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PPR Vaccination Success Story


Every year, smallholder farmers in the Upper East and Upper West Regions lose many of their small ruminants as a result of disease outbreaks, including preventable diseases such as Peste de Petit Ruminant(PPR). PPR is a highly contagious infectious disease of viral origin that affects sheep and goats.  The mortality rate of infected animals ranges between 50 to 100%, with potentially devastating effect on the income from livestock for these poor farmers.

In order to reduce or prevent the death of small ruminants, the veterinary department of the Ministry of Food and Agriculture annually stocks PPR vaccines and embarks on vaccination campaigns of sheep and goats.  Most of these stocked vaccines expire in the fridges however, because of low patronage of this very important service by farmers.


The Resilient and Sustainable Livelihoods Transformation (RESULT) Project is supporting poor small scale farmers to increase their food security and resilience, with improved animal management as one of the interventions.  Prior to the introduction of new animals into its 83 targeted communities in Jirapa and Lawra Districts in the Upper West Region and Bongo and Talensi Districts in the Upper East Region, the RESULT Project supported community-wide PPR vaccination.  Communities were sensitized on the importance of vaccination against the PPR disease. The Project facilitated the  transportation of MoFA veterinary officers to the communities. Farmers paid for the vaccine, but the cost per dose was reduced to make it affordable yet adequate for MoFA vets to recover their costs.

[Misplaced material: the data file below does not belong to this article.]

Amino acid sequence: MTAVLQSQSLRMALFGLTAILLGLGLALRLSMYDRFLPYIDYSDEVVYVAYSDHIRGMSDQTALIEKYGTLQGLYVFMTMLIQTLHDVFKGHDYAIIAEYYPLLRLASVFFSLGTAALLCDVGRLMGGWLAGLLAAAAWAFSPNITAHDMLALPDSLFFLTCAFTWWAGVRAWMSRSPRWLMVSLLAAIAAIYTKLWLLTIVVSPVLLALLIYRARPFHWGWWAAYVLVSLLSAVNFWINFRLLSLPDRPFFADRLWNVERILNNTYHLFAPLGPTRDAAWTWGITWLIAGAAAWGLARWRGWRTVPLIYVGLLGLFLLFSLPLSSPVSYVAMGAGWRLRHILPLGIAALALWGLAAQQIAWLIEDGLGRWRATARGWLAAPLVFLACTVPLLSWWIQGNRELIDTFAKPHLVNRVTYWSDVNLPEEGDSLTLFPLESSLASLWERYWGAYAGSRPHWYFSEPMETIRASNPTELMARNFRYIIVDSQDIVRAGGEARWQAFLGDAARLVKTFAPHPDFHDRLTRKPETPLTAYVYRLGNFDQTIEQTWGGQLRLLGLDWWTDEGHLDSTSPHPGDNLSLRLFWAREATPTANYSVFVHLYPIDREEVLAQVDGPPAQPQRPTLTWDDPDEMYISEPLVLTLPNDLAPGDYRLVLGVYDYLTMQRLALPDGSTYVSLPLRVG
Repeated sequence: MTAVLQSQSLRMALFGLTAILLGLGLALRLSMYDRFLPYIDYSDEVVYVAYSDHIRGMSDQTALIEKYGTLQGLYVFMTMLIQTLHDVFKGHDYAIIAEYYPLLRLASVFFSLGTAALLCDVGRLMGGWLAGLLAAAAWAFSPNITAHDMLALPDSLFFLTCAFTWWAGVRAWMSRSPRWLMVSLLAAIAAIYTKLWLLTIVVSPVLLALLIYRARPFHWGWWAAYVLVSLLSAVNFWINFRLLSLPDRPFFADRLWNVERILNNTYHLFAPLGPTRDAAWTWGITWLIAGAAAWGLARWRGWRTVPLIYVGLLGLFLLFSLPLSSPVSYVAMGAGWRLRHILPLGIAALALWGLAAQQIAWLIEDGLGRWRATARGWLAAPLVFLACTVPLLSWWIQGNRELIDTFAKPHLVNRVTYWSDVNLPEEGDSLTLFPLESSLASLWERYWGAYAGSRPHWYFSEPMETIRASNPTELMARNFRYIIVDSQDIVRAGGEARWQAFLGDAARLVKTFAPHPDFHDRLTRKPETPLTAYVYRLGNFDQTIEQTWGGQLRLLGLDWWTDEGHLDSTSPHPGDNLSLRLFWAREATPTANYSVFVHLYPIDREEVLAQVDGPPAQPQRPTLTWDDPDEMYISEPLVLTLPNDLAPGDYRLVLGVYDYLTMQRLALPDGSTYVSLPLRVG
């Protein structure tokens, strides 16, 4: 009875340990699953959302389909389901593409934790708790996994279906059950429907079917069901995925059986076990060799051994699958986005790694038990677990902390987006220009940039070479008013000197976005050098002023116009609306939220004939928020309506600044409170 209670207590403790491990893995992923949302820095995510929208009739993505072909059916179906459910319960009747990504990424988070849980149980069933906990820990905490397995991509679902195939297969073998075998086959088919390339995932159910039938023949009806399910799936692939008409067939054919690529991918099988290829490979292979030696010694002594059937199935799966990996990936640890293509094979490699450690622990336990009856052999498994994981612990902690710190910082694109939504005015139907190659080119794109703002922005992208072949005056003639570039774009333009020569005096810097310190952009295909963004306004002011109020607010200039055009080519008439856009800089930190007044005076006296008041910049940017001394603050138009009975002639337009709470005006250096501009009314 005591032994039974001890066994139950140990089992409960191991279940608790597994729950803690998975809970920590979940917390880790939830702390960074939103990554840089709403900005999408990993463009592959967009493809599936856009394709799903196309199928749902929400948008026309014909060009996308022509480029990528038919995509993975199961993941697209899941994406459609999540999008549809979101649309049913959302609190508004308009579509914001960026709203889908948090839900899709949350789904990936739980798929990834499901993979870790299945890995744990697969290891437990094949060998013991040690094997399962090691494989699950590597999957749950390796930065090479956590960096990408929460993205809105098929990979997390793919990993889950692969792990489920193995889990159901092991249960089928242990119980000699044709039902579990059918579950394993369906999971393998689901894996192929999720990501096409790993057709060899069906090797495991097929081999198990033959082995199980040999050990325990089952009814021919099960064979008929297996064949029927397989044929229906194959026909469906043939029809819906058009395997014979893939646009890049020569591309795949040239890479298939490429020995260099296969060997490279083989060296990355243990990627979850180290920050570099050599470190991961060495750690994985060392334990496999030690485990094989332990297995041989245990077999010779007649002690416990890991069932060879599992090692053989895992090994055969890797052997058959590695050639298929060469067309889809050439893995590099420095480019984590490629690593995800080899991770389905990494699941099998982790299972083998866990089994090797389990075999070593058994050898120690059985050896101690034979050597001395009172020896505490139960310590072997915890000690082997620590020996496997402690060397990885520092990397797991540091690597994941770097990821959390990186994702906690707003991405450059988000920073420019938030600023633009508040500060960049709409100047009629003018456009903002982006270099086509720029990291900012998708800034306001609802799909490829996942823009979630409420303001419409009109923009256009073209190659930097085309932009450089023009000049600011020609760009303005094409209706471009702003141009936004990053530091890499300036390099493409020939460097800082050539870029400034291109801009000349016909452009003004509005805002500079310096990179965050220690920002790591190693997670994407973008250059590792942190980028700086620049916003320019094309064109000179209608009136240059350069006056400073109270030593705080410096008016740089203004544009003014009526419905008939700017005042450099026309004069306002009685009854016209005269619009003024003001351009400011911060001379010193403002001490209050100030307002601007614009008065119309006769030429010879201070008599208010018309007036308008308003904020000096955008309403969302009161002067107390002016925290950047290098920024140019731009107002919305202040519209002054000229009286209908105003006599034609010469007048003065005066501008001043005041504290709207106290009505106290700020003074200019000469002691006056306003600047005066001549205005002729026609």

As a result of the RESULT Project’s support, the vaccination campaign received an unprecedented high patronage from livestock farmers across all beneficiary communities. A total of 23,597 sheep and goats were vaccinated – the highest number ever recorded in the two regions within a year.  When the Upper East Regional Veterinary Officer, Dr. Moses Gbordzi, had to re-stock his vaccines for the third time in two months, the Ministry in Accra took notice and asked what was happening in the region.  For many years, it was assumed that farmers did not value their livestock and wouldn’t pay for routine medication or vaccination.

This initiative under the RESULT Project has shown that with increased awareness, the availability of service, and affordable prices, farmers will rationally vaccinate their livestock to improve their production.

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